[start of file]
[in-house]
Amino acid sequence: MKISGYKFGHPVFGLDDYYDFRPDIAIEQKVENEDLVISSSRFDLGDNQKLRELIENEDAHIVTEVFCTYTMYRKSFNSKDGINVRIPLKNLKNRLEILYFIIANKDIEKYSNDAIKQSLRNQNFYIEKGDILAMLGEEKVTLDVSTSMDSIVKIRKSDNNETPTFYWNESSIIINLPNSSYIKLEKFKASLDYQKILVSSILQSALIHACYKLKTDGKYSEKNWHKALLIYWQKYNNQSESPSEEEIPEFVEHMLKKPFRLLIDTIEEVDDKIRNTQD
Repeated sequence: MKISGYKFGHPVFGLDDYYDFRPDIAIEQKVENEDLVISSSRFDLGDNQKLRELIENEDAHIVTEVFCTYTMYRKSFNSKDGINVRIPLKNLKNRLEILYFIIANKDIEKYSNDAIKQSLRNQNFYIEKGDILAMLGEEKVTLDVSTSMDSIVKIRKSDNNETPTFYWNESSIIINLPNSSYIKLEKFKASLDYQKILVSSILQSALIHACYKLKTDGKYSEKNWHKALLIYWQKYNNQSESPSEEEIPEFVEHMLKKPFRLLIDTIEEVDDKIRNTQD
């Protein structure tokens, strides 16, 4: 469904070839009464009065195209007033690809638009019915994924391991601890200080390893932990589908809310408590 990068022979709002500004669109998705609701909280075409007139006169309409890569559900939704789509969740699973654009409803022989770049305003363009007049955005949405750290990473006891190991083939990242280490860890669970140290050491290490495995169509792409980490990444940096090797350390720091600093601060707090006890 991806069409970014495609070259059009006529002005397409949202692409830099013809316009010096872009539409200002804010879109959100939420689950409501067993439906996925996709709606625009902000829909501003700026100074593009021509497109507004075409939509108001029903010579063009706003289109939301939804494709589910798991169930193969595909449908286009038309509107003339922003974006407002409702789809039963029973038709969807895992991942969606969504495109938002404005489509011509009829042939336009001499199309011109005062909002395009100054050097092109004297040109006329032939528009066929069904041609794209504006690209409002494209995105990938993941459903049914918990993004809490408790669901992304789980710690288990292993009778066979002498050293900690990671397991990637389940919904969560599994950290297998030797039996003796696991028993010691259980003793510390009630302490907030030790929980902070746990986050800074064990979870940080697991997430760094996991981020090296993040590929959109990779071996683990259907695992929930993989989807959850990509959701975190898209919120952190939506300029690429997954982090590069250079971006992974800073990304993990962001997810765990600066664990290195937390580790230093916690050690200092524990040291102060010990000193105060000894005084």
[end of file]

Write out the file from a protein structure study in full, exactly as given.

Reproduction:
[in-house]
Amino acid sequence: MKISGYKFGHPVFGLDDYYDFRPDIAIEQKVENEDLVISSSRFDLGDNQKLRELIENEDAHIVTEVFCTYTMYRKSFNSKDGINVRIPLKNLKNRLEILYFIIANKDIEKYSNDAIKQSLRNQNFYIEKGDILAMLGEEKVTLDVSTSMDSIVKIRKSDNNETPTFYWNESSIIINLPNSSYIKLEKFKASLDYQKILVSSILQSALIHACYKLKTDGKYSEKNWHKALLIYWQKYNNQSESPSEEEIPEFVEHMLKKPFRLLIDTIEEVDDKIRNTQD
Repeated sequence: MKISGYKFGHPVFGLDDYYDFRPDIAIEQKVENEDLVISSSRFDLGDNQKLRELIENEDAHIVTEVFCTYTMYRKSFNSKDGINVRIPLKNLKNRLEILYFIIANKDIEKYSNDAIKQSLRNQNFYIEKGDILAMLGEEKVTLDVSTSMDSIVKIRKSDNNETPTFYWNESSIIINLPNSSYIKLEKFKASLDYQKILVSSILQSALIHACYKLKTDGKYSEKNWHKALLIYWQKYNNQSESPSEEEIPEFVEHMLKKPFRLLIDTIEEVDDKIRNTQD
């Protein structure tokens, strides 16, 4: 469904070839009464009065195209007033690809638009019915994924391991601890200080390893932990589908809310408590 990068022979709002500004669109998705609701909280075409007139006169309409890569559900939704789509969740699973654009409803022989770049305003363009007049955005949405750290990473006891190991083939990242280490860890669970140290050491290490495995169509792409980490990444940096090797350390720091600093601060707090006890 991806069409970014495609070259059009006529002005397409949202692409830099013809316009010096872009539409200002804010879109959100939420689950409501067993439906996925996709709606625009902000829909501003700026100074593009021509497109507004075409939509108001029903010579063009706003289109939301939804494709589910798991169930193969595909449908286009038309509107003339922003974006407002409702789809039963029973038709969807895992991942969606969504495109938002404005489509011509009829042939336009001499199309011109005062909002395009100054050097092109004297040109006329032939528009066929069904041609794209504006690209409002494209995105990938993941459903049914918990993004809490408790669901992304789980710690288990292993009778066979002498050293900690990671397991990637389940919904969560599994950290297998030797039996003796696991028993010691259980003793510390009630302490907030030790929980902070746990986050800074064990979870940080697991997430760094996991981020090296993040590929959109990779071996683990259907695992929930993989989807959850990509959701975190898209919120952190939506300029690429997954982090590069250079971006992974800073990304993990962001997810765990600066664990290195937390580790230093916690050690200092524990040291102060010990000193105060000894005084």